A version of this homage to cheeseballs appeared in my monthly Oregon Wine Press Column and begins a week of posts dedicated to reveling the history of this oft-maligned Christmas tradition. *********
Cheese balls, those somewhat questionable, occasionally soggy, nut-encrusted blobs appearing on holiday buffets for decades, have resurfaced in the past few years with a modern, decidedly upscale twist.
Though skeptical at first, as visions of the obscenely orange Hickory Farms cheeseballs of my youth played out in my head, I opened my mind to the idea that great cheese just might enliven this kitschy creation.
Let’s face it, cheeseballs are approachable in ways a hunk of gorgeous blue cheese might not be. Connoisseurs might look down on the offering, but if one is set out at a party it WILL be devoured. They can be surprisingly good and comforting, and even a thrifty way to impress your guests.
History of the Cheeseball
The history of the cheese ball is somewhat murky and incarnations appear throughout cookbooks and periodicals.
A persistent, though erroneous, story about the first cheese ball is in wide circulation in print and online. Legend has it that a 1,235-pound cheese ball was presented to President Thomas Jefferson in 1801. The cheese in question was actually a Cheshire cheese from Massachusetts, NOT the world’s first or largest cheese ball.
The world would have to wait almost a century for the concept to go mainstream.
An 1899 article in The New York Times shares a simple recipe for fried cheese balls meant to accompany a salad. I recreated the recipe (left). They looked great and, while not terrible – somewhat dry and too lightly seasoned – with some tweaking, the concept could be quite tasty.
The idea caught on and evolved through a number of formats over the decades. Other noted recipes cited by food historians at www.foodtimeline.org called for mixing cream cheese, butter, cheddar, Roquefort and, later, cold-pack cheese before rolling in herbs or nuts.
Still other versions moved the concept in a warm direction with the addition of flour, eggs and breadcrumbs combined into bite-sized balls served warm, baked or fried. When cold-pack, or Club Cheese, was introduced in the 1930s, it became a key ingredient in cheeseballs, both homemade and commercial.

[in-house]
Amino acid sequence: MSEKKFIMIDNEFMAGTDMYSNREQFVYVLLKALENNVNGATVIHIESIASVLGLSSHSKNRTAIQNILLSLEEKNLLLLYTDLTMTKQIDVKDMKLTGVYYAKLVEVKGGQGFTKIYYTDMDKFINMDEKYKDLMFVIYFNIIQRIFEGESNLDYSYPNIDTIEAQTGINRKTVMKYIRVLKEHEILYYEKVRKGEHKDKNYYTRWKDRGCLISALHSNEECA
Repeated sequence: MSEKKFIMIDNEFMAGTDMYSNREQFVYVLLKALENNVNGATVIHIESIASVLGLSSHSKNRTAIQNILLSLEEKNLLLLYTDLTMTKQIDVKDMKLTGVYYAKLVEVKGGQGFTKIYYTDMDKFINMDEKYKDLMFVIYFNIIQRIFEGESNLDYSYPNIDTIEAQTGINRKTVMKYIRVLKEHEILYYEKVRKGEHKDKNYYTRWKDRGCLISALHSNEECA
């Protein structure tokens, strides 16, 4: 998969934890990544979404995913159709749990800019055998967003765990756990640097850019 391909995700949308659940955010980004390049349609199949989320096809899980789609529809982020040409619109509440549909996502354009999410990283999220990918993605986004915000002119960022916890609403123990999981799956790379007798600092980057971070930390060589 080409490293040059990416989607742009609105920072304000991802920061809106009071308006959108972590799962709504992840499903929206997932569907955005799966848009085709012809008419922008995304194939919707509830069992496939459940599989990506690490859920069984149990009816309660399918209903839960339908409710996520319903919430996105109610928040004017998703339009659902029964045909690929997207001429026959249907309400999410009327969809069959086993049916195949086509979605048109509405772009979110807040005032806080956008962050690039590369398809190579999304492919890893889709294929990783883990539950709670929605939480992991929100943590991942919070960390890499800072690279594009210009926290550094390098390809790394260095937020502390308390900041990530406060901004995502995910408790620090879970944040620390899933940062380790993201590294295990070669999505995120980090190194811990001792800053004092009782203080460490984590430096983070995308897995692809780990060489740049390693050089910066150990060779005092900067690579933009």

Preparing a Cheeseball
Cream cheese is nearly always the right choice for the base. You can opt for Neuchatel, which is a lower-fat version, if that matters to you. For this once a year treat, I go for the regular version.
Some recipes call for butter to add richness and cut the tang of the cream cheese. This is especially compelling if you are looking for a sweet, rather than savory, version.
Up the tang factor with a mixture of fresh goat cheese and cream cheese (like in this recipe for Holiday Cheeseball with Goat Cheese & Bacon) – delicious for savory combinations.
Vary the pungency and complexity in your recipe by adding younger, more mellow cheeses or opting for aged or blue cheeses that pack more flavor punch.
What is most important to remember is to make the cheese mixture ahead, allowing several hours or even a day for the flavors to meld. You’ll be rewarded with a more nuanced, balanced flavor. You can make one large cheese ball or, with a bit more finessing, try single, bite-sized morsels.
The exterior can be coated with complementary minced fresh herbs, chopped dried fruits and spices. Add some crunch with whole or chopped nuts, crisp crumbled bacon, crushed pretzels or your favorite crackers. For maximum crunch, be sure to roll the cheese ball in your preferred coating just prior to serving.
The concept is nothing if not versatile. For the impending holiday season, it seemed like a great time to check out a few methods of preparation for the humble cheese ball and update it with an artisan twist, using cheeses with bold flavor and complexity.
Over the next two weeks, I’ll be testing a few of these classic recipes and sharing the results. Hopefully you’ll be inspired to try some yourself.
Whichever way you roll, you will elevate the fun and the flavor of your next gathering with a simple and tasty homemade cheeseball!
Share your creations in the comments or on Facebook for a chance to win a free copy of my 2015 Cheese Chick Productions desktop calendar. I’ll choose three winners at random on January 1st!
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